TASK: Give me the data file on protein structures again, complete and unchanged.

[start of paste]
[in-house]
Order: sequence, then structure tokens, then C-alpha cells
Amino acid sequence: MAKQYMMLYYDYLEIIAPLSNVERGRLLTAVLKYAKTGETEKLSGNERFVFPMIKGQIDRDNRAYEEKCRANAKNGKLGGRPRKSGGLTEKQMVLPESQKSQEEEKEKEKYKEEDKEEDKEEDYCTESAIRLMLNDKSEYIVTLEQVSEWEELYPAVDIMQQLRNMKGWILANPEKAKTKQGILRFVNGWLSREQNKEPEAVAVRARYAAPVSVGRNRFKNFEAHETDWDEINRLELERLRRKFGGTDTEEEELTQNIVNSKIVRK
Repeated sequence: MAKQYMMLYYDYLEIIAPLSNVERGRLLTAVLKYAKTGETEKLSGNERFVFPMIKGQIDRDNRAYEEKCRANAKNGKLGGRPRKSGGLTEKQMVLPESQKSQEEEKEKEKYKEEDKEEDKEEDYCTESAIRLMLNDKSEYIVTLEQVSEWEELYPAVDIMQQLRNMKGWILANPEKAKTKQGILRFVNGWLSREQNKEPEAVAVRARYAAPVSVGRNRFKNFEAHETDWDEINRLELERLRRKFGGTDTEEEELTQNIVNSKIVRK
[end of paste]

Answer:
[in-house]
Order: sequence, then structure tokens, then C-alpha cells
Amino acid sequence: MAKQYMMLYYDYLEIIAPLSNVERGRLLTAVLKYAKTGETEKLSGNERFVFPMIKGQIDRDNRAYEEKCRANAKNGKLGGRPRKSGGLTEKQMVLPESQKSQEEEKEKEKYKEEDKEEDKEEDYCTESAIRLMLNDKSEYIVTLEQVSEWEELYPAVDIMQQLRNMKGWILANPEKAKTKQGILRFVNGWLSREQNKEPEAVAVRARYAAPVSVGRNRFKNFEAHETDWDEINRLELERLRRKFGGTDTEEEELTQNIVNSKIVRK
Repeated sequence: MAKQYMMLYYDYLEIIAPLSNVERGRLLTAVLKYAKTGETEKLSGNERFVFPMIKGQIDRDNRAYEEKCRANAKNGKLGGRPRKSGGLTEKQMVLPESQKSQEEEKEKEKYKEEDKEEDKEEDYCTESAIRLMLNDKSEYIVTLEQVSEWEELYPAVDIMQQLRNMKGWILANPEKAKTKQGILRFVNGWLSREQNKEPEAVAVRARYAAPVSVGRNRFKNFEAHETDWDEINRLELERLRRKFGGTDTEEEELTQNIVNSKIVRK